The Life of Johannes Vermeer

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The life of Johannes Vermeer consisted of creating relatively small paintings of everyday life that were enhanced through the use of a camera obscura. Learn about Vermeer's artistic life with information from an art historian, critic and curator in this free video on art.

Part of the Video Series: Art History Genres
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Video Transcript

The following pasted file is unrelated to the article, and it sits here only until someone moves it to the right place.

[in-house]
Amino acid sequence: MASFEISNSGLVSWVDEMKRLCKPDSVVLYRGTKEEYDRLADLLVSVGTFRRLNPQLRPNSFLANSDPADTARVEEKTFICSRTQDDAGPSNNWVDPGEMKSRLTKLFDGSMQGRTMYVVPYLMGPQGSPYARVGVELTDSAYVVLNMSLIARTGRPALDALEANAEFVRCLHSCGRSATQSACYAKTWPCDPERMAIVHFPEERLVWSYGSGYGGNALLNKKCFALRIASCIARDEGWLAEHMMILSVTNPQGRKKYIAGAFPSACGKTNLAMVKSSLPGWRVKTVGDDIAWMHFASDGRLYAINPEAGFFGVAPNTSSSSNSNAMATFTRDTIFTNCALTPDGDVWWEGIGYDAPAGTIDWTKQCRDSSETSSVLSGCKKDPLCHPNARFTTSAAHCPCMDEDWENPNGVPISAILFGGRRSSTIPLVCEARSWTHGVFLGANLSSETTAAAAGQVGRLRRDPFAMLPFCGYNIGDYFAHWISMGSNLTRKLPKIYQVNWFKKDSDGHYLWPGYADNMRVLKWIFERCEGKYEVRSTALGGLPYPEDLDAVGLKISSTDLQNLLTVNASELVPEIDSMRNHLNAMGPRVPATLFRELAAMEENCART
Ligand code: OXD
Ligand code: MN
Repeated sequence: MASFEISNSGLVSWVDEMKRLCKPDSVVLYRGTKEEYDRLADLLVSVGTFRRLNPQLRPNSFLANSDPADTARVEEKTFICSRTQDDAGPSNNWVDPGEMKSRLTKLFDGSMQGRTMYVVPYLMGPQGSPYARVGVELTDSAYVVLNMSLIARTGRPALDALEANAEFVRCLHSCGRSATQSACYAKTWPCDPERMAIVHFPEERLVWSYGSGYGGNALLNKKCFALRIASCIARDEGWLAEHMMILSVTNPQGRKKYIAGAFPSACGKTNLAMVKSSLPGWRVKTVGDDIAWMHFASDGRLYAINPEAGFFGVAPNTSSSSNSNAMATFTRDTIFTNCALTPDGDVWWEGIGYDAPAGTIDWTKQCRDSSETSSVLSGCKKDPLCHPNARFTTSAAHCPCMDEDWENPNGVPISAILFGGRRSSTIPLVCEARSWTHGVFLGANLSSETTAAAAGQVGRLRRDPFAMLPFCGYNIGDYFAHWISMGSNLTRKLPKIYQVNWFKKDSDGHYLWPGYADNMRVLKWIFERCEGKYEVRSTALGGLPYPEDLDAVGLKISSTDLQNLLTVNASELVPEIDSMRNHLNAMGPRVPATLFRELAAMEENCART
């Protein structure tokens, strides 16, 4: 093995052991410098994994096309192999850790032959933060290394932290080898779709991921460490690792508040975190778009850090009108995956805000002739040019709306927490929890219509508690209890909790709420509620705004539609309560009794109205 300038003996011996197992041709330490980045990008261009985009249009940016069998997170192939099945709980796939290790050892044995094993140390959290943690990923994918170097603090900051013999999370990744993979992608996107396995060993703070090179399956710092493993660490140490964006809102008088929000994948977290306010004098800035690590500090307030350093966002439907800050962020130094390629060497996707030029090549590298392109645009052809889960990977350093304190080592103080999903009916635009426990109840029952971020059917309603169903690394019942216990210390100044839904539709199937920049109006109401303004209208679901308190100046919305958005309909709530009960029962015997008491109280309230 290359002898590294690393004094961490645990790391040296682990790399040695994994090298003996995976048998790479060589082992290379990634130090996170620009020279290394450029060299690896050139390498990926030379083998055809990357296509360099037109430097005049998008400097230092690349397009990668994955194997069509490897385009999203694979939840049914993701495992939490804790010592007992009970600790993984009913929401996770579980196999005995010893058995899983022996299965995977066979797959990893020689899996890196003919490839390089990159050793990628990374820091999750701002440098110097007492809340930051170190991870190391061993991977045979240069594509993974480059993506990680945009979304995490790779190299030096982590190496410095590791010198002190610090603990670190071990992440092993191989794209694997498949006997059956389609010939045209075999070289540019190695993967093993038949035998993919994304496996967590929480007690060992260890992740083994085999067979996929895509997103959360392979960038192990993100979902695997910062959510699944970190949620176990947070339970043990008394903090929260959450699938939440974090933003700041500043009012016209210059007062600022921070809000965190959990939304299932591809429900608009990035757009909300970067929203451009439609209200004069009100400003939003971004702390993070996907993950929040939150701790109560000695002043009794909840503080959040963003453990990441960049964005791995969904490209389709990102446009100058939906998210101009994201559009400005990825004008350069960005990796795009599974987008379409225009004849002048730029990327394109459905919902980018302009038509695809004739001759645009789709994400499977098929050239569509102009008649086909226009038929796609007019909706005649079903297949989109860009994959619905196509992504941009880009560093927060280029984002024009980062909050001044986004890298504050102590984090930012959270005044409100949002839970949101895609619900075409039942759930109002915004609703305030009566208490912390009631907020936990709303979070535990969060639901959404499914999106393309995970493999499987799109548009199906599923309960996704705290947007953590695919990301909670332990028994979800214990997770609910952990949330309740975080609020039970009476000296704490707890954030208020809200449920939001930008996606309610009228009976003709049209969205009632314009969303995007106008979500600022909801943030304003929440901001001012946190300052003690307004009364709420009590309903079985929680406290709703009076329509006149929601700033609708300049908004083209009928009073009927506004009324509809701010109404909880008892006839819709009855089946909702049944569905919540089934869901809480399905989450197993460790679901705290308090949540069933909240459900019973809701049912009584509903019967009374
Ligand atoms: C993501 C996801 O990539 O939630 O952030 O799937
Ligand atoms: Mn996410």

Hi. Dr. Betty Brown here. The topic is Vermeer. Johannes Vermeer, or Jan Vermeer, is one of my favorite artists. He created images that are so right, so perfectly crafted that they almost make you gasp when you see them. Vermeer was a Dutch artist. He lived in the 17th century. That's right the time of Bernini in Italy and Velasquez in Spain and Rembrandt, his countryman. He created small paintings, for the most part, of everyday scenes, of people doing everyday activities- like a geographer looking at the globe, thinking about mapping; a woman weighing a pearl; a girl, just simply looking at the artist with a pearl earring. And if that sounds familiar, it's because there's been a fiction book and a fiction film about Vermeer, called "The Girl with the Pearl Earring". And Vermeer used an optical device that was the grandfather of the photographic camera. He used the camera obscura to create his images. So the reality and the very precise spatial configurations that he gets were helped by this tool that he used; kind of like using a ballpoint pen rather than a feather dipped in ink. You can write faster with the ballpoint. Vermeer could draw the spatial configurations more rapidly using a camera obscura. But what he did with those mechanically-enhanced drawings was to create a sense of quiet and beauty that has never been surpassed.


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